Texas

Texas Oil and Gas Generate $900 Million in New Tax Revenue

Last Wednesday, Texas Comptroller Susan Combs announced some good news: the state’s severance tax receipts have exceeded prior estimates by $900 million for Fiscal Year 2013.  In January of this year, in her biennial revenue estimate, Combs predicted oil and gas severance taxes would generate nearly $3.4 billion, which means the updated figures are a 27 percent increase in taxes generated from oil and gas production. A copy of Combs’ letter here.

So, what does the sudden increase in tax revenue mean for Texans?

By state law, three quarters of oil and gas severance taxes are deposited into the Rainy Day Fund, meaning $675 million will be dedicated to the fund and $225 million will be available for general-purpose spending.  The additional taxes mean more funds available for roads, schools, and other infrastructure.

The state did not waste any time putting the money to use, either. Just yesterday, after three special sessions, the Texas Legislature finally passed a measure to increase transportation funding by $1.2 billion per year.  If approved by voters in 2014, the legislation calls for the state to begin diverting some oil and gas production tax revenue currently earmarked for the Rainy Day Fund to road construction and maintenance.

The continued and impressive growth of production in Texas was expected, but not at these levels.  As we’ve noted before, Texas is producing at record high levels, the best showing in more than 31 years.  And by all accounts, it does not seem to be slowing down.  According to the latest Baker Hughes rig count, Texas has 832 drilling rigs at work — about 47 percent of all rigs in the United States and 25 percent of the rigs in the world.  In recent years, oil output has increased so much in Texas that if we were a separate country, we would be the 11th largest oil-producing state in the world.

Various analysts note that Texas’ oil production is remarkable, vital, and unprecedented.  Mark Perry at the American Enterprise Institute points out that production in Texas “more than doubled in only 27 months.” Perry adds that the increase “has to be one of the most significant increases in oil output ever recorded in the history of the U.S. over such a short period of time.”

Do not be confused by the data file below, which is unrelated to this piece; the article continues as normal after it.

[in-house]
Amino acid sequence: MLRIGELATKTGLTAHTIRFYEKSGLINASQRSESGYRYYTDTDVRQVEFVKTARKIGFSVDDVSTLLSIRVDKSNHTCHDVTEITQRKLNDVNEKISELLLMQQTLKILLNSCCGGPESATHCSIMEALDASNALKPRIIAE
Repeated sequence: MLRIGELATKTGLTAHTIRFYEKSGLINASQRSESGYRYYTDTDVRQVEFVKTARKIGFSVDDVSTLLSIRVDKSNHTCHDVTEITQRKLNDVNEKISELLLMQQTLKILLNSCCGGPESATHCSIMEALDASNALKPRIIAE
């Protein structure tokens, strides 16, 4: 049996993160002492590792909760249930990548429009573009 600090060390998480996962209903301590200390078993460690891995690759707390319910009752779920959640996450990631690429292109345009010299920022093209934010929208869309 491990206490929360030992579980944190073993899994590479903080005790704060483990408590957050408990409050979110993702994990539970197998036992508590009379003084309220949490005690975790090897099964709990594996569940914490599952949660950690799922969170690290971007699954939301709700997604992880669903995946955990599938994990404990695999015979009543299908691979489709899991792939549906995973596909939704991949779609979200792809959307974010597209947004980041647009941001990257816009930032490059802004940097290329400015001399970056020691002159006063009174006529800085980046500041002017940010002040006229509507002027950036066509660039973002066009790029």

Also according to Dr. Perry:

“Texas produced an average of 2.525 million barrels per day (bpd) of crude oil in May, which is the highest average daily output in the state in any month since April 1982, slightly more than 31 years ago. Compared to a year earlier, oil output in Texas increased by almost 31% in May, posting the 20th straight month starting in October 2011 that the state’s oil output has increased by more than 30% on a year-over-year basis.”

In addition to new tax revenue, that increased development also translates to employment for many Texans. As Perry also observes:

“[O]ver the last 12 months through June, payrolls in the state of Texas increased by 303,000 jobs, which was a 2.8% annual increase in the state’s employment level, or close to twice the national increase in payroll employment of only 1.72% over that period.”

The booming oil and gas industry in Texas is continually evolving, and the scope is yet to be fully appreciated. Nonetheless, Combs’ announcement of a dramatic increase in severance tax receipts is certainly a welcomed piece of good news.  Increased production translates to significant increases in tax revenue, meaning the energy boom in Texas provides enormous benefits to taxpayers and communities across the state.

 

No Comments

Post A Comment